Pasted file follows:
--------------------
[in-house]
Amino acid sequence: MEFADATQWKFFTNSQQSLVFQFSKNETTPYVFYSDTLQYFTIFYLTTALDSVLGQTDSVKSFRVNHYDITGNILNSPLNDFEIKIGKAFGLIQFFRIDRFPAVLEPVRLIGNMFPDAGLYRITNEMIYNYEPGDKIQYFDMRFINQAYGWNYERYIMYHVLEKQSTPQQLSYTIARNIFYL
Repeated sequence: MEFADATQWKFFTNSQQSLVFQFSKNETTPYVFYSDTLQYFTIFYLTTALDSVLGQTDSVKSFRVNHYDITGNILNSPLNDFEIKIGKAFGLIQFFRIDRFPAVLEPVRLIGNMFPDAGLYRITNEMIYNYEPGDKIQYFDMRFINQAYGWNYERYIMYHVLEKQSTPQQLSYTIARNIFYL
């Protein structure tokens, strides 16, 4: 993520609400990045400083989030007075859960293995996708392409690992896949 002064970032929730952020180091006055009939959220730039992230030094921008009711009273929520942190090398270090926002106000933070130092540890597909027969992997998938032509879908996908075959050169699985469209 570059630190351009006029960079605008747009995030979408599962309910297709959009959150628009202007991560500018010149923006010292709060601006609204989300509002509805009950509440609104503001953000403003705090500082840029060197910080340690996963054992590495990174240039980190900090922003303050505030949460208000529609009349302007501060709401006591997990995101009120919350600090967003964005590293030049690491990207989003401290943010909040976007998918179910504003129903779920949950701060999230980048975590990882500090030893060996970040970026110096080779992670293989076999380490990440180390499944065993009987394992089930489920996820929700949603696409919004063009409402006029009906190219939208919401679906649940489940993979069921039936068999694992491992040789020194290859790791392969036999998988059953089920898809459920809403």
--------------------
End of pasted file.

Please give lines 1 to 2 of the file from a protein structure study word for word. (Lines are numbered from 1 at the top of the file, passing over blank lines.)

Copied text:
[in-house]
Amino acid sequence: MEFADATQWKFFTNSQQSLVFQFSKNETTPYVFYSDTLQYFTIFYLTTALDSVLGQTDSVKSFRVNHYDITGNILNSPLNDFEIKIGKAFGLIQFFRIDRFPAVLEPVRLIGNMFPDAGLYRITNEMIYNYEPGDKIQYFDMRFINQAYGWNYERYIMYHVLEKQSTPQQLSYTIARNIFYL